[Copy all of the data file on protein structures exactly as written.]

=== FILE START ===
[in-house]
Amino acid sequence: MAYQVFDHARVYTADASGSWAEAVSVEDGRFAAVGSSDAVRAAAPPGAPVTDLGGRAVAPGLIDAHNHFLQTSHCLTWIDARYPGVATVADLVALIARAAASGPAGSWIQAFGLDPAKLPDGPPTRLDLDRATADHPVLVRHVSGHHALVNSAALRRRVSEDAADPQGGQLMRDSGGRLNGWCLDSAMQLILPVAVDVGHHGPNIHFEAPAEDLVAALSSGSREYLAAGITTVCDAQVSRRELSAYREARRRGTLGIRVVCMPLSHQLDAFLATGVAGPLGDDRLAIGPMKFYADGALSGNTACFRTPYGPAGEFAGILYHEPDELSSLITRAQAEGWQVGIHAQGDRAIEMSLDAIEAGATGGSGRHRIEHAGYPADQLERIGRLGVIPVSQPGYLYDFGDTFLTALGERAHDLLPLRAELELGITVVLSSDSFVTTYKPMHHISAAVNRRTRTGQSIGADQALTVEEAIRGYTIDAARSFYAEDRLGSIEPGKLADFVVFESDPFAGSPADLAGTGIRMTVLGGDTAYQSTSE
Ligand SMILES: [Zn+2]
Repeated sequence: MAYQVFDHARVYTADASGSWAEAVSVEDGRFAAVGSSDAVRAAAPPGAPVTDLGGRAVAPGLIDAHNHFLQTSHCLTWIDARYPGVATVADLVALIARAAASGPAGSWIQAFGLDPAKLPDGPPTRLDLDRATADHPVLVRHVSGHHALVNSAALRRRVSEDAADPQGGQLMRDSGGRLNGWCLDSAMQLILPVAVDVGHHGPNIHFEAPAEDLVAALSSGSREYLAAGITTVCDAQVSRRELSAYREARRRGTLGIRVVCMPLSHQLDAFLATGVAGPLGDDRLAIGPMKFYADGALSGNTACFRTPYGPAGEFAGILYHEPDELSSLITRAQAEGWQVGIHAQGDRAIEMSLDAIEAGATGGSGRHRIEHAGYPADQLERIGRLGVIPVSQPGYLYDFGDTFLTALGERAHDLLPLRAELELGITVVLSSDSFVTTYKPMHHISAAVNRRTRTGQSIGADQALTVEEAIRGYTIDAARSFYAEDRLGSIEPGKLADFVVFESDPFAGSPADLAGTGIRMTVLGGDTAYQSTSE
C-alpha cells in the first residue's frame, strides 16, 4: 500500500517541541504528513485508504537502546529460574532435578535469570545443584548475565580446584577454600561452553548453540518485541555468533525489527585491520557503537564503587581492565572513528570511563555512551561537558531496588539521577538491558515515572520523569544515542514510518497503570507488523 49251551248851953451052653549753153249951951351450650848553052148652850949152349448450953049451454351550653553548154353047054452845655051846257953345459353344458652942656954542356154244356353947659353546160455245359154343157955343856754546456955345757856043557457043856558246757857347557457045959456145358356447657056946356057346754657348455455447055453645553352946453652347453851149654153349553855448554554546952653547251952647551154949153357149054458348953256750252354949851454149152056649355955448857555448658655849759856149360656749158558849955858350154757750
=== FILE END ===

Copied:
[in-house]
Amino acid sequence: MAYQVFDHARVYTADASGSWAEAVSVEDGRFAAVGSSDAVRAAAPPGAPVTDLGGRAVAPGLIDAHNHFLQTSHCLTWIDARYPGVATVADLVALIARAAASGPAGSWIQAFGLDPAKLPDGPPTRLDLDRATADHPVLVRHVSGHHALVNSAALRRRVSEDAADPQGGQLMRDSGGRLNGWCLDSAMQLILPVAVDVGHHGPNIHFEAPAEDLVAALSSGSREYLAAGITTVCDAQVSRRELSAYREARRRGTLGIRVVCMPLSHQLDAFLATGVAGPLGDDRLAIGPMKFYADGALSGNTACFRTPYGPAGEFAGILYHEPDELSSLITRAQAEGWQVGIHAQGDRAIEMSLDAIEAGATGGSGRHRIEHAGYPADQLERIGRLGVIPVSQPGYLYDFGDTFLTALGERAHDLLPLRAELELGITVVLSSDSFVTTYKPMHHISAAVNRRTRTGQSIGADQALTVEEAIRGYTIDAARSFYAEDRLGSIEPGKLADFVVFESDPFAGSPADLAGTGIRMTVLGGDTAYQSTSE
Ligand SMILES: [Zn+2]
Repeated sequence: MAYQVFDHARVYTADASGSWAEAVSVEDGRFAAVGSSDAVRAAAPPGAPVTDLGGRAVAPGLIDAHNHFLQTSHCLTWIDARYPGVATVADLVALIARAAASGPAGSWIQAFGLDPAKLPDGPPTRLDLDRATADHPVLVRHVSGHHALVNSAALRRRVSEDAADPQGGQLMRDSGGRLNGWCLDSAMQLILPVAVDVGHHGPNIHFEAPAEDLVAALSSGSREYLAAGITTVCDAQVSRRELSAYREARRRGTLGIRVVCMPLSHQLDAFLATGVAGPLGDDRLAIGPMKFYADGALSGNTACFRTPYGPAGEFAGILYHEPDELSSLITRAQAEGWQVGIHAQGDRAIEMSLDAIEAGATGGSGRHRIEHAGYPADQLERIGRLGVIPVSQPGYLYDFGDTFLTALGERAHDLLPLRAELELGITVVLSSDSFVTTYKPMHHISAAVNRRTRTGQSIGADQALTVEEAIRGYTIDAARSFYAEDRLGSIEPGKLADFVVFESDPFAGSPADLAGTGIRMTVLGGDTAYQSTSE
C-alpha cells in the first residue's frame, strides 16, 4: 500500500517541541504528513485508504537502546529460574532435578535469570545443584548475565580446584577454600561452553548453540518485541555468533525489527585491520557503537564503587581492565572513528570511563555512551561537558531496588539521577538491558515515572520523569544515542514510518497503570507488523 49251551248851953451052653549753153249951951351450650848553052148652850949152349448450953049451454351550653553548154353047054452845655051846257953345459353344458652942656954542356154244356353947659353546160455245359154343157955343856754546456955345757856043557457043856558246757857347557457045959456145358356447657056946356057346754657348455455447055453645553352946453652347453851149654153349553855448554554546952653547251952647551154949153357149054458348953256750252354949851454149152056649355955448857555448658655849759856149360656749158558849955858350154757750